Posts Tagged ‘Anxiety’

PTSD: Narrowing of life

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Life changes drastically when PTSD explodes, when hypervigilance and triggers unleash their chemical fear responses.

For the last decade, since PTSD exploded, I have avoided and isolated, made decisions for safety over any other desire.

Desires are suppressed amid PTSD danger, seems cortisol and adrenaline destroy it.

Our fears are more subconscious, abstract like shame, humiliation, and ridicule.

We fear anxiety also, triggers firing out of control.

We fear what the universe will do to us next.

Yes, in childhood we knew life sentenced us to violence and abuse.

Why would we think as adults that things would change?

Life has always been violent and abusive for some of us.

That’s why we avoid.
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PTSD: Our thoughts separate us

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Meditating for hours upon hours upon hours, intently focusing on my inner world, my crazy thought patterns unfolded.

The thoughts that arrive in my (your) head every day do not resemble a normal (non-abused) person’s thoughts.

Something is missing, why do we feel separate from the common collective, we are trauma outcasts.

It is like another entity lives inside us, fjones619 describes it like this:

“Highly sensitive and vulnerable, that thing that tries to limit my life, keep me from venturing too far from my comfort zone to keep me safe while at the same time makes me unhappy and unfulfilled from living a dull life without any real purpose.”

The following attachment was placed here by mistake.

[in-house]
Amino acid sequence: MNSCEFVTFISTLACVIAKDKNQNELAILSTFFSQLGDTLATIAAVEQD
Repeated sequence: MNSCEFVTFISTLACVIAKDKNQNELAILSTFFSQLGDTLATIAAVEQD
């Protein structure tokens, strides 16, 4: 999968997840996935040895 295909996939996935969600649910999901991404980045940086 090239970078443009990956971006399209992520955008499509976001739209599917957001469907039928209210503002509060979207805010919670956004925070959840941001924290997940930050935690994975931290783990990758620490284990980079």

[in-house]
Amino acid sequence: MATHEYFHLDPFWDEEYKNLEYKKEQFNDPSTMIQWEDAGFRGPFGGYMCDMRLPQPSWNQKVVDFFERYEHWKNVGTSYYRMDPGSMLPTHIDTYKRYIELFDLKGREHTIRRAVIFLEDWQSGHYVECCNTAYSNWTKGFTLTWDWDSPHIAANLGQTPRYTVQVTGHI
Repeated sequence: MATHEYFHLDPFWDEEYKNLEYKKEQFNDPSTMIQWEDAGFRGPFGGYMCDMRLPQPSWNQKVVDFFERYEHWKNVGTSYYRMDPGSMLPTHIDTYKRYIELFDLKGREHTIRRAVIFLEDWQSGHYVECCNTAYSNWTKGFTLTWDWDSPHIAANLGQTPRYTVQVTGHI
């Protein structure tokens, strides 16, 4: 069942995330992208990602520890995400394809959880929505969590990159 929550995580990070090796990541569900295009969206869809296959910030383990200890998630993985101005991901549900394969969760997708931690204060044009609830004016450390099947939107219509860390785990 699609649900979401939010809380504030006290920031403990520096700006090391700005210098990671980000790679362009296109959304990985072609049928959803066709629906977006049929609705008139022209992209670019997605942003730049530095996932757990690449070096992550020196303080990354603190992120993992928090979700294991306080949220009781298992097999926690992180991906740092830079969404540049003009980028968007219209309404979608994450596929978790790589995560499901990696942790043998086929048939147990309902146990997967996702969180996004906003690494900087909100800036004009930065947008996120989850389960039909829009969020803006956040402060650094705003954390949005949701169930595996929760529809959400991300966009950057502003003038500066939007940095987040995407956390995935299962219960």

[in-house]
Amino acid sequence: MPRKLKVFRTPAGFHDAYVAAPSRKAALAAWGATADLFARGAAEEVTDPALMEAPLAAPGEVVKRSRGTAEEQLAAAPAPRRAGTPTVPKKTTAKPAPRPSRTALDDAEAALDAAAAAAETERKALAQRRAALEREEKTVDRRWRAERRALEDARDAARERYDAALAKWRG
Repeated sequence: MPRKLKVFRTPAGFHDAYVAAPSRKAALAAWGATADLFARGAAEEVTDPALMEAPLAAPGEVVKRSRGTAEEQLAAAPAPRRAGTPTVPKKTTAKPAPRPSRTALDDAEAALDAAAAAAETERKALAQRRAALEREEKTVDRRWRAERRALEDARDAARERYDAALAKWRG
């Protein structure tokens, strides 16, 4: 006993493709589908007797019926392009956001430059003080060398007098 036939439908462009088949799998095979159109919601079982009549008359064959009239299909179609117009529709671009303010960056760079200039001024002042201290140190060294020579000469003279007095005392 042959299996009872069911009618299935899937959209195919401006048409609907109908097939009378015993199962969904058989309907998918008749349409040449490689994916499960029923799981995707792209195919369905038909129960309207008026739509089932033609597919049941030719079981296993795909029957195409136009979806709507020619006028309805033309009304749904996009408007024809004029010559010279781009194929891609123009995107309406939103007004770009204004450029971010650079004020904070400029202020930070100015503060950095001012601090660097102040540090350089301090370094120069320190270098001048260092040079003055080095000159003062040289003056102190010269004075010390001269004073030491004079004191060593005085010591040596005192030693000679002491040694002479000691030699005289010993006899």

Do you feel a separate entity inside your PTSD body?

So our thought patterns are filled with abstract fear, a sort of confusing unknown, a danger that comes out of the ether every morning.

Hard to find purpose while fighting imminent danger.

This is a very confusing life for us, hard to have explanations or solutions available.

Real Purpose: I think this is one of our big deficiencies from childhood abuse.

My dad was so abusive he suppressed my true personality.

When I improved the first time, my personality changed from the suppressed introvert to an extrovert, my true me.

My purpose is extremely difficult to find in the middle of PTSD.

At 70, I have no idea who I am supposed to be or how to fit in.

Question: Do you have good memories? Which memories dominate your mind?
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What would PTSD look like if it manifested physically?

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Would we be covered in scars, have cancer, or look like a Leper?

People would recognize our disorder and empathize.

PTSD seems cloudy to us, a confusing state of Mind we live in.

Our trauma memories are loaded with such fear and anxiety, that we isolate for protection.

Hard to be social and free when we feel danger around us.